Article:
Michelle: We were so fortunate. She had appeared in The Good Wife. We were thrilled when she was willing to reprise the role.
Robert: We needed someone who would take it to Delroy. He’s so commanding and what we wanted someone who knew where the skeletons were hidden, and that’s where Liz who is an ex of his and Audra McDonald gives that strength who never backs down and takes it right to him.
Aside from politics, you tackle reality TV. What is this country’s obsession because I’ll never get my head around it?
Michelle: A lot of Americans can’t quite get their head around it either.
Robert: It’s a guilty pleasure. I’ve probably seen every episode of Survivor. It’s a way to tie yourself into someone else’s personality and at least have the veneer it’s a real thing. It’s a danger. We make the connection between our third episode which was inspired by the Bachelor in Paradise incident. The fact that audiences are accepting reality TV as reality. A lot of it is fiction being guided by y producers to have an effect.
Michelle: It’s entertainment and sometimes it’s not being treated that way.
Robert: I think we lose track of the fact that Donald Trump was cast in The Apprentice. That was not his idea. He was cast in it and if it wasn’t him, they would have found another millionaire. I do think people tend to embrace the story that fulfills some need in their own need.
Is it fun to pull from the real world and mix that into the world?
Michelle: What’s fun is that we had seven fun writers. It’s fun to be in there and discuss what’s going on and have a way to use that outrage or surprise and there’s a creative outlet.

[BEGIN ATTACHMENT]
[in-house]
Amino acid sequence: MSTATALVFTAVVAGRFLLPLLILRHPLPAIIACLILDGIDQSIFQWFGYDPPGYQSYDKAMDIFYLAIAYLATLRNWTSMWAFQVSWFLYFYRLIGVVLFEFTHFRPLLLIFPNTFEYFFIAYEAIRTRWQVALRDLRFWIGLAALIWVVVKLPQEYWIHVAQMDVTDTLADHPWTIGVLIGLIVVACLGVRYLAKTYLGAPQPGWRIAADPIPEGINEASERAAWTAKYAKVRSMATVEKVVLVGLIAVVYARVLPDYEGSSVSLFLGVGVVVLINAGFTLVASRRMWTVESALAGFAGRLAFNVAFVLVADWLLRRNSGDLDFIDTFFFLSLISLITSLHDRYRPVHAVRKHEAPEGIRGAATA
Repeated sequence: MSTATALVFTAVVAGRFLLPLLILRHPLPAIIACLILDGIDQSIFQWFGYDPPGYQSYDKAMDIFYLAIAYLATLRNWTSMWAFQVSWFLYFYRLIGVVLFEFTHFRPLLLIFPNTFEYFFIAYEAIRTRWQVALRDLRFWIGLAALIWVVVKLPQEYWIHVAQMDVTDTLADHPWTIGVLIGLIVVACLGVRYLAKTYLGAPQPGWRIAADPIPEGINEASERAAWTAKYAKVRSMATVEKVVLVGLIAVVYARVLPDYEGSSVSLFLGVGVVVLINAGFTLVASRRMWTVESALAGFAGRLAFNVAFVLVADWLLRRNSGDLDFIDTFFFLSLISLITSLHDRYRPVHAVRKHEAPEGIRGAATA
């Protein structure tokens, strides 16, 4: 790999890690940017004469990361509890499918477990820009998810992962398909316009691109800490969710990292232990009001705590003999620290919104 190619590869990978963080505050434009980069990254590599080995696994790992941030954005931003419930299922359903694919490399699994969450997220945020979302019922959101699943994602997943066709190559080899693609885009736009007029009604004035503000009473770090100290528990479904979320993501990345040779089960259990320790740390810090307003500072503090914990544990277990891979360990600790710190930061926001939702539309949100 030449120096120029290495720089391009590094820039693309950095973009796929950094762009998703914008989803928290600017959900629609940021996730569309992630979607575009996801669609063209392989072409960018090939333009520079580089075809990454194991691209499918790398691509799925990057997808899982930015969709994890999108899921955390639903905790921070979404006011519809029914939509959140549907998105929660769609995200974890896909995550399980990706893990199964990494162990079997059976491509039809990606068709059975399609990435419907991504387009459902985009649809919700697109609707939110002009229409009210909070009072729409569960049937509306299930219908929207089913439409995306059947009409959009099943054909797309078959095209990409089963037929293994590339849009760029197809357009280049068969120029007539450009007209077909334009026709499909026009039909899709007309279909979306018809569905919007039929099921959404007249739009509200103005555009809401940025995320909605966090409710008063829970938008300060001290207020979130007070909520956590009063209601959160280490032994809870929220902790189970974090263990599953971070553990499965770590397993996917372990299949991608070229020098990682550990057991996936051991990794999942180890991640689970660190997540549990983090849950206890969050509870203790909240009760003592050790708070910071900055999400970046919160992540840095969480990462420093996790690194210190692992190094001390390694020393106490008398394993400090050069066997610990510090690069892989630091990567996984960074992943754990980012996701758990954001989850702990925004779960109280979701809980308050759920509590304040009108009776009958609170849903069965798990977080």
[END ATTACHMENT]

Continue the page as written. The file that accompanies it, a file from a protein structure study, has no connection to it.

Robert: With this administration, we’re seeing an acceleration of the news cycle. changes in the news are happening so quickly. There could be a story we wrote two months earlier and you’re shooting, could be changed by what’s going on right now. We’ve often changed some lines as the news was changing so we wouldn’t be outdated.
Robert: The other story that mattered this year was the #MeToo movement. There are three stories, and another one regarding the Ronan Farrow story and the rejection of his story by NBC. There’s the story about dates that went wrong. It’s not just about national news, you’re playing off what people are talking about at home or at work and you’re trying to have a comic spin on that conversation.
Even if it’s sad, it’s always fun to find a satirical spin on it.
Michelle: What’s nice is the writer’s don’t always share the same point of view on any given story. The characters don’t always have the same point of view, even though these are all very intelligent, articulate characters, they don’t all think the same way.
With everything going on, how does this affect you in a personal way?
Robert: I would say this, reading the news gets you depressed and that depression can be alleviated by having the outlet of the show.
The show is a great outlet. It’s not just the administration, it’s with everything. when NBC decided to can that SVU episode that touched on the accused rape of a politician, Michelle and I looked at each other thought there was a story. The ability to write about something and explore the ins and out of it is fun. It gives energy to something that otherwise adds to your ulcer.